SUNSET BLVD, no question.
    Second place probably goes to SHORT CUTS.
    My two favorite directors at the top of their game

  • Ginny

    I grew up in a small town. We had four movie theaters and I live within four blocks of them. At twelve cents for addmission I went at least three to five times a week. We live in an apartment right in the heart of the city within walking distance. I love all the mention movies.But a few stand out one was Reap the Wild Wind. It had adventure and romance and gaint octopus. another was Hitler’s Children with Tim Holt(a favorite) and Bonita Granville(Nancy Drew)He was trying to be strict Nazi soldier ,but his love for the girl that he grow with was stronger and he died for her. Wow that really blew my mind. I was only a young kid but I can still remember them marching her to the whipping stand.

  • John Field

    Forbidden Planet
    Day the Earth Stood Still (Original of course. In fact, I hate to even have to write “Original”. One of the countless films they should have never tried to re-make)
    It’s a Mad, Mad, Mad World
    King Kong – Again, the original of 1933
    Most of the Marx Brothers Films
    Laurel & Hardy
    Abbott and Costello
    and many more too numerous to list.

  • Steve

    “Adventures of Robin Hood” of course! First saw it on TV as a kid on “Frazier Thomas Family Classics” in Chicago some 40+ years ago, went to see it on the screen in the 1980’s and still not tired of it on DVD now!

  • Susan

    I’m thankful for so many movies. My list would be huge if I mentioned them all.
    I’ll just mention a few for very personal reasons that I am very thankful for.

    ‘Little Women’ this movie was the first time as a child I connected a great piece of literature with film.

    ‘Best Years of Our Lives’ I was a teenager/young woman during the Vietnam war and I so identified with all the hurting young men returning home. I fell in love with Dana Andrews right along with Theresa Wright. I would also go out with my parents to the kind of place Butch’s was. The kind of place where if so and so had a few too many someone would safely see them home. If any one’s behaviour or language got out of hand they’d be dealt with kindly and swiftly, not much of that left in this world.

    ‘It Happened One Night’ Clark Gable and Claudette Colbert, what more can I say, brilliant by every account !!

    ‘Strangers When We Meet’ I saw this as a young teen and when Kirk Douglas said to Kim Novak, “I want to make love to you” I just melted right there on the living room floor.

    “Boy Did I Get a Wrong Number” Saw this at the Drive In with my parents, never before or after did I hear my Daddy laugh so hard. Phyllis Diller on that motor bike had us all laughing so hard we cried.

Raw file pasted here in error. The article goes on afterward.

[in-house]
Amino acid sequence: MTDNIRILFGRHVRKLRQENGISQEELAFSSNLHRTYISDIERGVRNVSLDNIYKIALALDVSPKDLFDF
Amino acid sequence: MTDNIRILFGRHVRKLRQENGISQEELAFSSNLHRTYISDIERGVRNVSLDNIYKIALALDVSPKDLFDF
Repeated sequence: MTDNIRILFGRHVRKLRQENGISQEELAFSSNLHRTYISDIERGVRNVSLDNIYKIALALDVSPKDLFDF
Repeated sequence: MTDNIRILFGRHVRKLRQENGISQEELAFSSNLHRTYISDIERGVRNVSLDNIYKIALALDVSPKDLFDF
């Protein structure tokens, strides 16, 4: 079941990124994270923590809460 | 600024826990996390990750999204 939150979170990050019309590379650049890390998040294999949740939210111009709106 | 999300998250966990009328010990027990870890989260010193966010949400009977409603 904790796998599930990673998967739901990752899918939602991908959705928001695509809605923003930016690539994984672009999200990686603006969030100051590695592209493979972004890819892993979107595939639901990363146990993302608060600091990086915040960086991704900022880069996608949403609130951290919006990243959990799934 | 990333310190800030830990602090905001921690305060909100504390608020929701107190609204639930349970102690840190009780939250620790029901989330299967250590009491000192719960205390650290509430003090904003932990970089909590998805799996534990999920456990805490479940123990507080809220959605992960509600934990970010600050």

‘Picnic’ Oh that dance, the most romantic dance ever put on film imho.

    ‘The Facts of Life’ That movie showed that Bob Hope and Lucille Ball were truly great at what they did. Yes it had many comedic moments, but there was real drama and romance there as well. Vastly underrated movie.

    I love all the Classic Christmas Movies, The Bishop’s Wife, White Christmas, Christmas in Connecticut, It’s A Wonderful Life, A Christmas Carol, Susan Slept Here, and 2 from TV- The Homecoming and The House Without a Christmas Tree.

    Have a Happy and Blessed Thanksgiving Everyone !!

  • Chris Worsnop

    I had my Canadian Thanksgiving a month ago. To be thankful for a film, I need to feel rewarded with more than turkey:
    My two tops are:
    Cinema Paradiso – because it reminds me of my dad, the projectionist
    7 Brides for 7 Brothers – because I never tire of watching it.

  • ChuckD

    So many I don’t know where to begin.Anything John Wayne is in, specially IN HARM’S WAY,DONAVAN’S REEF, MCLINTOCK,THE ALAMO,THE SHOOTIST.So many others!

  • George Matusek

    I am thankful for the wonderful comedies written and directed by the legendary Preston Sturges, especially “The Lady Eve,” “The Miracle of Morgan’s Creek,” “Christmas in July,” and “The Palm Beach Story.” Also, I never get tired of re-watching Howard Hawks’s 1934 screwball comedy “Twentieth Century” in which Drew Barrymore’s grandfather John Barrymore is hysterically funny. Equally re-watchable are Orson Welles’s two masterpieces “Citizen Kane” and “The Magnificent Ambersons.”

  • Ron

    The Best Years of Our Lives

    Sergeant York


    Kramer V Kramer

    Ordinary People

    Saving Private Ryan

    Meet John Doe

    Mr Smith Goes To Washington

    Its A Wonderful Life

    Judgement At Nuremberg

  • Bryan K

    The Shootist
    A Christmas In Connecticut
    It’s A Wonderful Life
    A Day At The Races
    Philadelphia Story
    To Kill A Mocking Bird
    While You Were Sleeping
    On Borrowed Time
    Caddy Shack
    The Sound of Music
    I can’t begin to name all of them! I am so very thankful for so many, not to mention the Actors and the Directors!

  • Craig Anthony

    Like so many of you – I love movies – but there are two movies I always watch when I’m not sure what I want to watch – THE MIRACLE OF MORGAN’S CREEK and THE MAJOR AND THE MINOR. My taste covers all types of films from ALIENS to THE SEARCHERS to THE WOMEN – but I always go back to my two favorites.